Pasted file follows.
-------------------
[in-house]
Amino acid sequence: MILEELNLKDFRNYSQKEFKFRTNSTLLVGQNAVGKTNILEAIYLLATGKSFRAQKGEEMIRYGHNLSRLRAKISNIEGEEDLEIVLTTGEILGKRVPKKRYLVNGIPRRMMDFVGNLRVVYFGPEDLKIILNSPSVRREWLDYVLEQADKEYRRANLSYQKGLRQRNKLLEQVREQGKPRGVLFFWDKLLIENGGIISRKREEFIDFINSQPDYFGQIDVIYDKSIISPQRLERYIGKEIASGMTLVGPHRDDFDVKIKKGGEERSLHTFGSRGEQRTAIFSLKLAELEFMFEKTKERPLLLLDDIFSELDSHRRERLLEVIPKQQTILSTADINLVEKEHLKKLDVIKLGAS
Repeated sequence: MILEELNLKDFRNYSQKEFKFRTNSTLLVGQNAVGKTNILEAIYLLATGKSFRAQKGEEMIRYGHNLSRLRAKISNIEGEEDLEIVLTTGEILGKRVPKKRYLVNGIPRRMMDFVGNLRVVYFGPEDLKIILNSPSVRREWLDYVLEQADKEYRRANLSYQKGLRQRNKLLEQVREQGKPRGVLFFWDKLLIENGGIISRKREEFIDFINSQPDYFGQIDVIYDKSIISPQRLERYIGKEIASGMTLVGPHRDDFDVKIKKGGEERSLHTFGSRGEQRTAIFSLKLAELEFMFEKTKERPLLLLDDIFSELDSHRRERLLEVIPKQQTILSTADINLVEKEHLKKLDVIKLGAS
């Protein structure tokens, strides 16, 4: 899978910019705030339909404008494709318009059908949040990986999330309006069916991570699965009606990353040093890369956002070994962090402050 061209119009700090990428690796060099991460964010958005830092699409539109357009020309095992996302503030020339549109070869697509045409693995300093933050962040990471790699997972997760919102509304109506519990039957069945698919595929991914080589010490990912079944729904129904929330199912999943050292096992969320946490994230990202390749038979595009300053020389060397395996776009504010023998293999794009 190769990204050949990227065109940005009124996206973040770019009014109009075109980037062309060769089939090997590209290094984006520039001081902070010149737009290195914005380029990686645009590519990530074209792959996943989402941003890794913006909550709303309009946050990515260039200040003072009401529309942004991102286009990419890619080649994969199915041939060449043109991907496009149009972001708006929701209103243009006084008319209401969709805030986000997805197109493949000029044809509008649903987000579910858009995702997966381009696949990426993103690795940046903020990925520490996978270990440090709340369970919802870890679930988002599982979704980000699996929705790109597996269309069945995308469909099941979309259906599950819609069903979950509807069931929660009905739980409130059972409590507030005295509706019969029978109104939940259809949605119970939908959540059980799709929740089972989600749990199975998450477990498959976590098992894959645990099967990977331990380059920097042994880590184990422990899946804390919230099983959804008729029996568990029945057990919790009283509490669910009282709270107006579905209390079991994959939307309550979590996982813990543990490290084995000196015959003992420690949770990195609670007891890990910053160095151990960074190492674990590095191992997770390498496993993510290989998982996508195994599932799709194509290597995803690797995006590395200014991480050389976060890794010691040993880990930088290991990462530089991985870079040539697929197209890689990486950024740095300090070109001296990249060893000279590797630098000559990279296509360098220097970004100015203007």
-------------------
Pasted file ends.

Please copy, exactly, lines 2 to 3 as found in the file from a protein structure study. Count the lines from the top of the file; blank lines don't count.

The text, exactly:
Amino acid sequence: MILEELNLKDFRNYSQKEFKFRTNSTLLVGQNAVGKTNILEAIYLLATGKSFRAQKGEEMIRYGHNLSRLRAKISNIEGEEDLEIVLTTGEILGKRVPKKRYLVNGIPRRMMDFVGNLRVVYFGPEDLKIILNSPSVRREWLDYVLEQADKEYRRANLSYQKGLRQRNKLLEQVREQGKPRGVLFFWDKLLIENGGIISRKREEFIDFINSQPDYFGQIDVIYDKSIISPQRLERYIGKEIASGMTLVGPHRDDFDVKIKKGGEERSLHTFGSRGEQRTAIFSLKLAELEFMFEKTKERPLLLLDDIFSELDSHRRERLLEVIPKQQTILSTADINLVEKEHLKKLDVIKLGAS
Repeated sequence: MILEELNLKDFRNYSQKEFKFRTNSTLLVGQNAVGKTNILEAIYLLATGKSFRAQKGEEMIRYGHNLSRLRAKISNIEGEEDLEIVLTTGEILGKRVPKKRYLVNGIPRRMMDFVGNLRVVYFGPEDLKIILNSPSVRREWLDYVLEQADKEYRRANLSYQKGLRQRNKLLEQVREQGKPRGVLFFWDKLLIENGGIISRKREEFIDFINSQPDYFGQIDVIYDKSIISPQRLERYIGKEIASGMTLVGPHRDDFDVKIKKGGEERSLHTFGSRGEQRTAIFSLKLAELEFMFEKTKERPLLLLDDIFSELDSHRRERLLEVIPKQQTILSTADINLVEKEHLKKLDVIKLGAS